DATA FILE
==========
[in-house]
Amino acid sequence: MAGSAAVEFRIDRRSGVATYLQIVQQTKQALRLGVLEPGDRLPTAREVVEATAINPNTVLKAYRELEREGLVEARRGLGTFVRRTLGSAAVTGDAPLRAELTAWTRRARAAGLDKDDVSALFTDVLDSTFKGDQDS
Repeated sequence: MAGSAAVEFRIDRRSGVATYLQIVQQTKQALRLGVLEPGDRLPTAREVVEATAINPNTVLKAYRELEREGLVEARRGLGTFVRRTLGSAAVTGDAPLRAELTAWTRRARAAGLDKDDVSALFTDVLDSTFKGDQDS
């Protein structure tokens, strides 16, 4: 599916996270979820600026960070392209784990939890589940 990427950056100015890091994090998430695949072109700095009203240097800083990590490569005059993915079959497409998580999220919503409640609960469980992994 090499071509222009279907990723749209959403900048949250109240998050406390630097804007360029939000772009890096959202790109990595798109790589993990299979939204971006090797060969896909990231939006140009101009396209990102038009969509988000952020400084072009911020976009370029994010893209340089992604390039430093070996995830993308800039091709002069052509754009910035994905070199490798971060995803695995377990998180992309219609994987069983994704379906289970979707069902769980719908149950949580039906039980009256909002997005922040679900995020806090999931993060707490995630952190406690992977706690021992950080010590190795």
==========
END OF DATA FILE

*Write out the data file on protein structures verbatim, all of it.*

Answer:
[in-house]
Amino acid sequence: MAGSAAVEFRIDRRSGVATYLQIVQQTKQALRLGVLEPGDRLPTAREVVEATAINPNTVLKAYRELEREGLVEARRGLGTFVRRTLGSAAVTGDAPLRAELTAWTRRARAAGLDKDDVSALFTDVLDSTFKGDQDS
Repeated sequence: MAGSAAVEFRIDRRSGVATYLQIVQQTKQALRLGVLEPGDRLPTAREVVEATAINPNTVLKAYRELEREGLVEARRGLGTFVRRTLGSAAVTGDAPLRAELTAWTRRARAAGLDKDDVSALFTDVLDSTFKGDQDS
């Protein structure tokens, strides 16, 4: 599916996270979820600026960070392209784990939890589940 990427950056100015890091994090998430695949072109700095009203240097800083990590490569005059993915079959497409998580999220919503409640609960469980992994 090499071509222009279907990723749209959403900048949250109240998050406390630097804007360029939000772009890096959202790109990595798109790589993990299979939204971006090797060969896909990231939006140009101009396209990102038009969509988000952020400084072009911020976009370029994010893209340089992604390039430093070996995830993308800039091709002069052509754009910035994905070199490798971060995803695995377990998180992309219609994987069983994704379906289970979707069902769980719908149950949580039906039980009256909002997005922040679900995020806090999931993060707490995630952190406690992977706690021992950080010590190795």